Exonization of Alu repeats

One particularly dramatic example of exaptation in the case of retroelements is the process of exonization; this is where a genomic sequence originating from retrotransposon activity is integrated into a gene-encoding locus, which leads to the formation of a new exon and its addition to a coding sequence [2, 6]. These newly formed exons are often alternatively spliced, such that a novel splice-variant including the retroelement exon can be translated alongside the original protein-coding sequence.

The molecular mechanisms by which Alu elements lead to the exonization of intronic sequences have been studied in detail for the Alu elements [6]. Alu elements are primate-specific retrotransposons that account for over 10 % of the human genome, with over one million copies known. They are non-autonomous transposable elements, their sequence does not code for proteins, and they replicate by acquiring trans-acting factors. Alu exonization is facilitated by the fact that Alu elements are abundant in introns, and the Alu consensus sequence harbors multiple sites that resemble splice sites. Accordingly, the number of mutations leading to Alu exonization is surprisingly small. Therefore, Alu elements are frequently exonized to create new, primate-specific exons; approximately 2000 human exons are Alu-derived, making the Alu element a major contributor to lineage-specific new exons in the primate and human genomes. Furthermore, while Alu exons are typically alternatively spliced, a significant proportion of them have high transcript inclusion levels, or tissue-specific splicing profiles. The recent Genome Biology study by Lin and colleagues identified 52 such putative coding exons [1]. Alu exons are therefore prime candidates for having important regulatory roles in modulating mRNA degradation by nonsense-mediated decay (NMD), or affecting translational efficiency of mRNA transcripts. Thus, they have the potential to confer human-specific or primate- specific gene regulation, and corresponding phenotypes.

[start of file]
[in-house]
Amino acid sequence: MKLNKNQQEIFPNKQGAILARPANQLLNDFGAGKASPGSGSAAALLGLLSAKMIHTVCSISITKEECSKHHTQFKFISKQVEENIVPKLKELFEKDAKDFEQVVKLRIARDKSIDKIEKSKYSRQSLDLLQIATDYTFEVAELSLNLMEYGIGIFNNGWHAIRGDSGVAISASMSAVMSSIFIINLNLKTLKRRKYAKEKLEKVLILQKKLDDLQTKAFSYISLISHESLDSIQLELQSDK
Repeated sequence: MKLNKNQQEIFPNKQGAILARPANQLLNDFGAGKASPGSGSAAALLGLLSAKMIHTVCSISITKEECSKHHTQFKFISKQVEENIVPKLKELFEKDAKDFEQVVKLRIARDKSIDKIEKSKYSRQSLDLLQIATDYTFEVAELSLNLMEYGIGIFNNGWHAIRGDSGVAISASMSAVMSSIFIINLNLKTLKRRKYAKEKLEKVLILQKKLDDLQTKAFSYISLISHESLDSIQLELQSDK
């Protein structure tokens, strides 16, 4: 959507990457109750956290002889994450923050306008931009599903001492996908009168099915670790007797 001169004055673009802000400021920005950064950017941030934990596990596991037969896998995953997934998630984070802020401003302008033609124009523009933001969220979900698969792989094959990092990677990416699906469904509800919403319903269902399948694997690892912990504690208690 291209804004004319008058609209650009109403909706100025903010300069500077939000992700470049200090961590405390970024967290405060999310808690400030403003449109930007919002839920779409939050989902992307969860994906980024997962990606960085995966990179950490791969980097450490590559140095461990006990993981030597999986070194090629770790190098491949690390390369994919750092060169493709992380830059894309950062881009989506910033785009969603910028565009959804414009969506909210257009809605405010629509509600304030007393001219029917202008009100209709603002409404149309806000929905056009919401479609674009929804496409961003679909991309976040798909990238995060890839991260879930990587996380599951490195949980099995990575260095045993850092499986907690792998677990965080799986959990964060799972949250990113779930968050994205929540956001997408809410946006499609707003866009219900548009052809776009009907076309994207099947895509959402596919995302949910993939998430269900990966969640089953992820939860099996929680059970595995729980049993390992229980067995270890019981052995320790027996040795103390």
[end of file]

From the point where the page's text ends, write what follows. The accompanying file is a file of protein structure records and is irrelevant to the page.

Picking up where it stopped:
Do Alu repeats diversify the human proteome?

The coding capacity of Alu exons, or, more generally, the extent to which transposable-element sequences encode host proteins, has been a controversial topic over the past decade [7]. Transcriptome-based methods have led to an estimate of 4 % of the human coding sequences harboring transposable elements; however, conservative methods focusing on well-characterized proteins or using proteomic sequence methods resulted in a much lower number of ~0.1 %. In particular, it was claimed that non-autonomous transposable elements that do not encode any protein, such as Alu elements, are unlikely to provide protein-coding sequences. Thus, although Alu elements are frequently exonized into protein-coding sequences, the prevailing view deemed their capacity for proteome diversification to be minute.

Lin and colleagues [1] have now re-examined this issue by employing a new tool—they mined the large-scale mass-spectrometry PRIDE dataset to look for evidence for proteins resulting from Alu exons. They analyzed 911 Alu exons located within gene coding sequences and found that 262 (29 %) of those would not trigger transcript degradation through mRNA NMD. Notably, the peptide database provided evidence for the translation of one-third of putative coding Alu exons into proteins (85/262). This included 18 of the 52 putative protein-coding Alu exons with RNA-seq evidence for high splicing activity in human tissues.